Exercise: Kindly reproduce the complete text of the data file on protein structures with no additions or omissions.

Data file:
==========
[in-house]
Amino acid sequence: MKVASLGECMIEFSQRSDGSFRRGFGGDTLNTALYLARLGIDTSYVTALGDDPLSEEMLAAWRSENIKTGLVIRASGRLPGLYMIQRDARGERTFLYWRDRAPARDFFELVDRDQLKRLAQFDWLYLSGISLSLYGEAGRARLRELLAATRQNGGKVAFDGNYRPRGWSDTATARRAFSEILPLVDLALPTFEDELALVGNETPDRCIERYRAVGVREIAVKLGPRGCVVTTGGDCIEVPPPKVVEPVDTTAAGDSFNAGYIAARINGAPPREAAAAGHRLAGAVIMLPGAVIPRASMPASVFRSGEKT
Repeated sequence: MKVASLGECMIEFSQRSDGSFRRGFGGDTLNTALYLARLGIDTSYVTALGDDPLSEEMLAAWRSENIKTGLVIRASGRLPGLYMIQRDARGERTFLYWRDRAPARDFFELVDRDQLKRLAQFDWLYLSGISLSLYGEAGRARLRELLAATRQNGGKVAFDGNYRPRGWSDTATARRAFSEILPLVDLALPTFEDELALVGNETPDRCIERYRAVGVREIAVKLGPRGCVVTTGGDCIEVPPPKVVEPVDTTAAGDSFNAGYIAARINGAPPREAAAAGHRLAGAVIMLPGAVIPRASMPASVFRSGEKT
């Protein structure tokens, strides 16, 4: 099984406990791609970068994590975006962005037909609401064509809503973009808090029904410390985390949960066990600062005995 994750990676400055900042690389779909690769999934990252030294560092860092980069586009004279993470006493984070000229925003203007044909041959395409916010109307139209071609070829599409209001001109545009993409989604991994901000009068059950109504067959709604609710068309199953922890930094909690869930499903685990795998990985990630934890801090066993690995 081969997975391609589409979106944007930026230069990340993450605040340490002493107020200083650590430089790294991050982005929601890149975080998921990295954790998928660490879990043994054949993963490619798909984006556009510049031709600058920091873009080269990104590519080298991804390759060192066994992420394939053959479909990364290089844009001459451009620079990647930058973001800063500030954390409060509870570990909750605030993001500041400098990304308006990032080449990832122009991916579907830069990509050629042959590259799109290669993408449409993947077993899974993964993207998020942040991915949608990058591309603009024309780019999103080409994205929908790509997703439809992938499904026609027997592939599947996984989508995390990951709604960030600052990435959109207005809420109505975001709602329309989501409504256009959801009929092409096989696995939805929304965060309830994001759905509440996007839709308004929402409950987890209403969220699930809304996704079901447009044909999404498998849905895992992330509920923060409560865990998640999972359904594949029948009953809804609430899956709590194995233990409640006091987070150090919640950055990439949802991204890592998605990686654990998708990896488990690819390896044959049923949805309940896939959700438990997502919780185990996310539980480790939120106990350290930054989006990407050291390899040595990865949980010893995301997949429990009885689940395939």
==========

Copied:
[in-house]
Amino acid sequence: MKVASLGECMIEFSQRSDGSFRRGFGGDTLNTALYLARLGIDTSYVTALGDDPLSEEMLAAWRSENIKTGLVIRASGRLPGLYMIQRDARGERTFLYWRDRAPARDFFELVDRDQLKRLAQFDWLYLSGISLSLYGEAGRARLRELLAATRQNGGKVAFDGNYRPRGWSDTATARRAFSEILPLVDLALPTFEDELALVGNETPDRCIERYRAVGVREIAVKLGPRGCVVTTGGDCIEVPPPKVVEPVDTTAAGDSFNAGYIAARINGAPPREAAAAGHRLAGAVIMLPGAVIPRASMPASVFRSGEKT
Repeated sequence: MKVASLGECMIEFSQRSDGSFRRGFGGDTLNTALYLARLGIDTSYVTALGDDPLSEEMLAAWRSENIKTGLVIRASGRLPGLYMIQRDARGERTFLYWRDRAPARDFFELVDRDQLKRLAQFDWLYLSGISLSLYGEAGRARLRELLAATRQNGGKVAFDGNYRPRGWSDTATARRAFSEILPLVDLALPTFEDELALVGNETPDRCIERYRAVGVREIAVKLGPRGCVVTTGGDCIEVPPPKVVEPVDTTAAGDSFNAGYIAARINGAPPREAAAAGHRLAGAVIMLPGAVIPRASMPASVFRSGEKT
């Protein structure tokens, strides 16, 4: 099984406990791609970068994590975006962005037909609401064509809503973009808090029904410390985390949960066990600062005995 994750990676400055900042690389779909690769999934990252030294560092860092980069586009004279993470006493984070000229925003203007044909041959395409916010109307139209071609070829599409209001001109545009993409989604991994901000009068059950109504067959709604609710068309199953922890930094909690869930499903685990795998990985990630934890801090066993690995 081969997975391609589409979106944007930026230069990340993450605040340490002493107020200083650590430089790294991050982005929601890149975080998921990295954790998928660490879990043994054949993963490619798909984006556009510049031709600058920091873009080269990104590519080298991804390759060192066994992420394939053959479909990364290089844009001459451009620079990647930058973001800063500030954390409060509870570990909750605030993001500041400098990304308006990032080449990832122009991916579907830069990509050629042959590259799109290669993408449409993947077993899974993964993207998020942040991915949608990058591309603009024309780019999103080409994205929908790509997703439809992938499904026609027997592939599947996984989508995390990951709604960030600052990435959109207005809420109505975001709602329309989501409504256009959801009929092409096989696995939805929304965060309830994001759905509440996007839709308004929402409950987890209403969220699930809304996704079901447009044909999404498998849905895992992330509920923060409560865990998640999972359904594949029948009953809804609430899956709590194995233990409640006091987070150090919640950055990439949802991204890592998605990686654990998708990896488990690819390896044959049923949805309940896939959700438990997502919780185990996310539980480790939120106990350290930054989006990407050291390899040595990865949980010893995301997949429990009885689940395939």